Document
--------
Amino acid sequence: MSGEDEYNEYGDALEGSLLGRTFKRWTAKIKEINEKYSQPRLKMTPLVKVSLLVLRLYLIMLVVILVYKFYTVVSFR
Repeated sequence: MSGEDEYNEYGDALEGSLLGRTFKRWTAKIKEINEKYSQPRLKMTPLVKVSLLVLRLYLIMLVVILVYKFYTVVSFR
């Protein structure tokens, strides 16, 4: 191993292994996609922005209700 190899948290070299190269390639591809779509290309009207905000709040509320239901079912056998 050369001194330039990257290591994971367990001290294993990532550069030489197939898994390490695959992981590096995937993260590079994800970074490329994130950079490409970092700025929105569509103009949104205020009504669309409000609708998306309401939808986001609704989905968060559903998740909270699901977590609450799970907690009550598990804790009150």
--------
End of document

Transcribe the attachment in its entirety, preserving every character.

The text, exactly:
Amino acid sequence: MSGEDEYNEYGDALEGSLLGRTFKRWTAKIKEINEKYSQPRLKMTPLVKVSLLVLRLYLIMLVVILVYKFYTVVSFR
Repeated sequence: MSGEDEYNEYGDALEGSLLGRTFKRWTAKIKEINEKYSQPRLKMTPLVKVSLLVLRLYLIMLVVILVYKFYTVVSFR
């Protein structure tokens, strides 16, 4: 191993292994996609922005209700 190899948290070299190269390639591809779509290309009207905000709040509320239901079912056998 050369001194330039990257290591994971367990001290294993990532550069030489197939898994390490695959992981590096995937993260590079994800970074490329994130950079490409970092700025929105569509103009949104205020009504669309409000609708998306309401939808986001609704989905968060559903998740909270699901977590609450799970907690009550598990804790009150």